While geothermal heat has the reputation for costing nothing, the initial installation of the system is an investment of time and money.
Three 200-foot deep holes were dug into the ground next to the house that Marion High School construction class, taught by Lucas King, has rapidly been building. The 40-foot tall drill, owned and operated by Associated Drilling, that burrowed into the earth drained 20 gallons of diesel fuel an hour, drilling in 10, 20-foot segments.
The drill spewed blond, chalky dirt up from the ground that gathered in mounds near the drill’s base. Soon, the drill was deep enough to draw water and gray sludge that looked like wet concrete emitted from the drill.
After each hole was at the desired depth, three-quarter-inch loop was placed at the bottom, bentonite was poured into the hole, and a pipe is placed in the bentonite.
Antifreeze was blown through the hole to cause the heat exchange that fuels the system. The three holes were then integrated together and connected to the house. A heat pump, which uses a small amount of electricity, brings the heat up from the ground to warm the house.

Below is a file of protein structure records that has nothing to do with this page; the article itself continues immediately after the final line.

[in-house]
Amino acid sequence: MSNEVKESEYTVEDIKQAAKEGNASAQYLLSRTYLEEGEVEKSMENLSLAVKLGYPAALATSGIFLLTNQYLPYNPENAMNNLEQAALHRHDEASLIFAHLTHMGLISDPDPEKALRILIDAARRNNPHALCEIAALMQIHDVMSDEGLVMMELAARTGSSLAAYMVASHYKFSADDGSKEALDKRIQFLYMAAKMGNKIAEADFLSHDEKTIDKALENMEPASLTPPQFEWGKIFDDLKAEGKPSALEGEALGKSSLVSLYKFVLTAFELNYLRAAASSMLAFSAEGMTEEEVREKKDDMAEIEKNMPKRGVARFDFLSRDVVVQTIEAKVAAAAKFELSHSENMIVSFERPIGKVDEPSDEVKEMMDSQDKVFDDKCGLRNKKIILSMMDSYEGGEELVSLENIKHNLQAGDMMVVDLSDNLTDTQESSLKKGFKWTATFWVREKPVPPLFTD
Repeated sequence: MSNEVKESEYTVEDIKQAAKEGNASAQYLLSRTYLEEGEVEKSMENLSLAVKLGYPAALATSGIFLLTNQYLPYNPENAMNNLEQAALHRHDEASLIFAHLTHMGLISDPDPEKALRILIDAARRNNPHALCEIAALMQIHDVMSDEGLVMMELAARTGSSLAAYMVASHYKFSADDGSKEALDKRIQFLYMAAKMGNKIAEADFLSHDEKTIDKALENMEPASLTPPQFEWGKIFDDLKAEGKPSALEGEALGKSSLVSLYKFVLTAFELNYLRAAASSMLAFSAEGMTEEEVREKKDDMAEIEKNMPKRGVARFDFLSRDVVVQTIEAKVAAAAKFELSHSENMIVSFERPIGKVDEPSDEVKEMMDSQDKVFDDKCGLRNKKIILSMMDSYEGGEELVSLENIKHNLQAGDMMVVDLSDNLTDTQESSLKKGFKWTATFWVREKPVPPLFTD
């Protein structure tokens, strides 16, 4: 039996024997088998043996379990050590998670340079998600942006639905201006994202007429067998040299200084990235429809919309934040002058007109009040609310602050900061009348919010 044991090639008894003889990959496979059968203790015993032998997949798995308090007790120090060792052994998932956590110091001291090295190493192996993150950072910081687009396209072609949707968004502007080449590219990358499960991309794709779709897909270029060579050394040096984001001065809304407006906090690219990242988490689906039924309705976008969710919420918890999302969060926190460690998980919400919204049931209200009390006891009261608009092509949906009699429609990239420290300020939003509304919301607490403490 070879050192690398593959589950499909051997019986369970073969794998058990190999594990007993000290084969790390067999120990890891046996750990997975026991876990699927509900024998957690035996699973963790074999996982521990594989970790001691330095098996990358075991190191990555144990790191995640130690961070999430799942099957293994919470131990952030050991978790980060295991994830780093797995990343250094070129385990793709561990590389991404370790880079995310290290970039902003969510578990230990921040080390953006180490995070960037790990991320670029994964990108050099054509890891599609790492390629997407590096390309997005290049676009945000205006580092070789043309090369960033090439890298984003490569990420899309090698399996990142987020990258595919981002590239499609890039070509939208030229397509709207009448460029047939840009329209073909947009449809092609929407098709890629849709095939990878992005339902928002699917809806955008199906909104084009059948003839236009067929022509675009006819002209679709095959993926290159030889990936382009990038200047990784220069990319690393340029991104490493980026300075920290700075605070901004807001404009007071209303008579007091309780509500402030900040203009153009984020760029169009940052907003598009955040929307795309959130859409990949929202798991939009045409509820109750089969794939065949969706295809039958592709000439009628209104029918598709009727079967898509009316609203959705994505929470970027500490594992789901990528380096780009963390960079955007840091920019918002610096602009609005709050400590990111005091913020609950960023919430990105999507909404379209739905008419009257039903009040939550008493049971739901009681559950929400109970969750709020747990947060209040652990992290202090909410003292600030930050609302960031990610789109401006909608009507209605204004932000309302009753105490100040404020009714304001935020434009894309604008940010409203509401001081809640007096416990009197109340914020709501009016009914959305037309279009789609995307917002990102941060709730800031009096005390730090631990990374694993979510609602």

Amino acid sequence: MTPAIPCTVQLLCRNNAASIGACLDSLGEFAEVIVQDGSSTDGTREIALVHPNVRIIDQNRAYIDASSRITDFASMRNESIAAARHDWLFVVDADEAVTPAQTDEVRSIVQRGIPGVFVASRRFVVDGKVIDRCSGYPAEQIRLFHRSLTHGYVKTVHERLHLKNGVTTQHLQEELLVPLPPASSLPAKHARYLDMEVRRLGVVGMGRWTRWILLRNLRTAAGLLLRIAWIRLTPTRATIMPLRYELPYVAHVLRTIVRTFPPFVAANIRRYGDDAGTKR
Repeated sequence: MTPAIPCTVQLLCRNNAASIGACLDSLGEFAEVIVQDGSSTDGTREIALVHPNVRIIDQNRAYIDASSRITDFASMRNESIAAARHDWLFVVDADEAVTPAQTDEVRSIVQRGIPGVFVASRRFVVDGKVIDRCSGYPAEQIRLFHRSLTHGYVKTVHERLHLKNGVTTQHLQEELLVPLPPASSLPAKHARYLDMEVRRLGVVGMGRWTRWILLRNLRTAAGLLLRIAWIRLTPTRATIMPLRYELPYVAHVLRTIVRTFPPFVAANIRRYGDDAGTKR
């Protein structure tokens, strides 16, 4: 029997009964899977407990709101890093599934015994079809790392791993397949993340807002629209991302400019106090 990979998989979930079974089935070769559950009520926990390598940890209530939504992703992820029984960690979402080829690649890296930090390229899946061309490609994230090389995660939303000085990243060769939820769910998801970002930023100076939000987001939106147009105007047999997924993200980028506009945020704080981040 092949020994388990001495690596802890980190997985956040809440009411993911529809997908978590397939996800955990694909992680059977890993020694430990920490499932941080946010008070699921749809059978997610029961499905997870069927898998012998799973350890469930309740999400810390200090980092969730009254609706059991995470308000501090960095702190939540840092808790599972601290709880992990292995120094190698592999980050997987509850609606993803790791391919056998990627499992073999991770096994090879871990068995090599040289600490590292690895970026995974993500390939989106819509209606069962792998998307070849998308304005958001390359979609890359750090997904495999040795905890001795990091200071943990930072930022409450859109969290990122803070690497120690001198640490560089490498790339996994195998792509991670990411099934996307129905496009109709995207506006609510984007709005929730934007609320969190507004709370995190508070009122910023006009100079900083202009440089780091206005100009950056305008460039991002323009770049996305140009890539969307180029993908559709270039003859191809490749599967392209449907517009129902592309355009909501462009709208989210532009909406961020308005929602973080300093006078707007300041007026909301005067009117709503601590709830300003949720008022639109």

Joel Thomas of Flaming’s Heating and Air Conditioning Incorporated in Marion said that geothermal heat can be used anywhere.
The Earth acts as a sponge for solar energy and therefore the ground several feet beneath the earth’s surface always stays at a constant, desirable temperature. Because of this, the geothermal pump also works to cool the house during the summer.
King said that he has tried to be as environmentally responsible as possible while building this house, citing geothermal heat as one of the key eco-friendly options the house will posses. The system will also start to pay for itself in five to 10 years because less electricity is needed to run it.